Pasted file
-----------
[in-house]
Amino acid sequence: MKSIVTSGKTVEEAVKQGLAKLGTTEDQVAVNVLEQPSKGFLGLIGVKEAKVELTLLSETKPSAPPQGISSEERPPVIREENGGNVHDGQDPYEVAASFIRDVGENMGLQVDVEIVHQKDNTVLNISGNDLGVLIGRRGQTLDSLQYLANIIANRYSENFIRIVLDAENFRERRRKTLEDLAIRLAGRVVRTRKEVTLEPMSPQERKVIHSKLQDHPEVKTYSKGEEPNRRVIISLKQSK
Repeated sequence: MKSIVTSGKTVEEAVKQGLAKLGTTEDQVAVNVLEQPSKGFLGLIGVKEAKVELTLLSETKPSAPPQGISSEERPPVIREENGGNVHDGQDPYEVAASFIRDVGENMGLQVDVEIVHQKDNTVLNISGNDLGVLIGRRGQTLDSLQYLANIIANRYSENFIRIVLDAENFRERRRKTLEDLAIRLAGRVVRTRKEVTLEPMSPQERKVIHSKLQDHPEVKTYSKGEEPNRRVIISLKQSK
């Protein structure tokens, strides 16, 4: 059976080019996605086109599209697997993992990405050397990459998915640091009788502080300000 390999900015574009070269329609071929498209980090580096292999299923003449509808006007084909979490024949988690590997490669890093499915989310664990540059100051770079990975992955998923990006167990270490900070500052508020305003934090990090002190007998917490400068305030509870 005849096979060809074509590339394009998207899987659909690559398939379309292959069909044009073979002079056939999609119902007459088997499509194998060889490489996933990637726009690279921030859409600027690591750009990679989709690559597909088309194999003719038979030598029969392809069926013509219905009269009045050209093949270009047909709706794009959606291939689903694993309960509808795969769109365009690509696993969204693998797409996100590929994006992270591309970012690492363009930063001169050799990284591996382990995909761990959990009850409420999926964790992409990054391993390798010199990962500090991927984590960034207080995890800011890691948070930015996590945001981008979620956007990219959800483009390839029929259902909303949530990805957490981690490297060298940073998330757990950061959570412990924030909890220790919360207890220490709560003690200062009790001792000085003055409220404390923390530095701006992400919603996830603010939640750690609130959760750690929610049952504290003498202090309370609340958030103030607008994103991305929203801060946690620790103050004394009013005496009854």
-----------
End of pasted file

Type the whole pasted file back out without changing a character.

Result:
[in-house]
Amino acid sequence: MKSIVTSGKTVEEAVKQGLAKLGTTEDQVAVNVLEQPSKGFLGLIGVKEAKVELTLLSETKPSAPPQGISSEERPPVIREENGGNVHDGQDPYEVAASFIRDVGENMGLQVDVEIVHQKDNTVLNISGNDLGVLIGRRGQTLDSLQYLANIIANRYSENFIRIVLDAENFRERRRKTLEDLAIRLAGRVVRTRKEVTLEPMSPQERKVIHSKLQDHPEVKTYSKGEEPNRRVIISLKQSK
Repeated sequence: MKSIVTSGKTVEEAVKQGLAKLGTTEDQVAVNVLEQPSKGFLGLIGVKEAKVELTLLSETKPSAPPQGISSEERPPVIREENGGNVHDGQDPYEVAASFIRDVGENMGLQVDVEIVHQKDNTVLNISGNDLGVLIGRRGQTLDSLQYLANIIANRYSENFIRIVLDAENFRERRRKTLEDLAIRLAGRVVRTRKEVTLEPMSPQERKVIHSKLQDHPEVKTYSKGEEPNRRVIISLKQSK
């Protein structure tokens, strides 16, 4: 059976080019996605086109599209697997993992990405050397990459998915640091009788502080300000 390999900015574009070269329609071929498209980090580096292999299923003449509808006007084909979490024949988690590997490669890093499915989310664990540059100051770079990975992955998923990006167990270490900070500052508020305003934090990090002190007998917490400068305030509870 005849096979060809074509590339394009998207899987659909690559398939379309292959069909044009073979002079056939999609119902007459088997499509194998060889490489996933990637726009690279921030859409600027690591750009990679989709690559597909088309194999003719038979030598029969392809069926013509219905009269009045050209093949270009047909709706794009959606291939689903694993309960509808795969769109365009690509696993969204693998797409996100590929994006992270591309970012690492363009930063001169050799990284591996382990995909761990959990009850409420999926964790992409990054391993390798010199990962500090991927984590960034207080995890800011890691948070930015996590945001981008979620956007990219959800483009390839029929259902909303949530990805957490981690490297060298940073998330757990950061959570412990924030909890220790919360207890220490709560003690200062009790001792000085003055409220404390923390530095701006992400919603996830603010939640750690609130959760750690929610049952504290003498202090309370609340958030103030607008994103991305929203801060946690620790103050004394009013005496009854």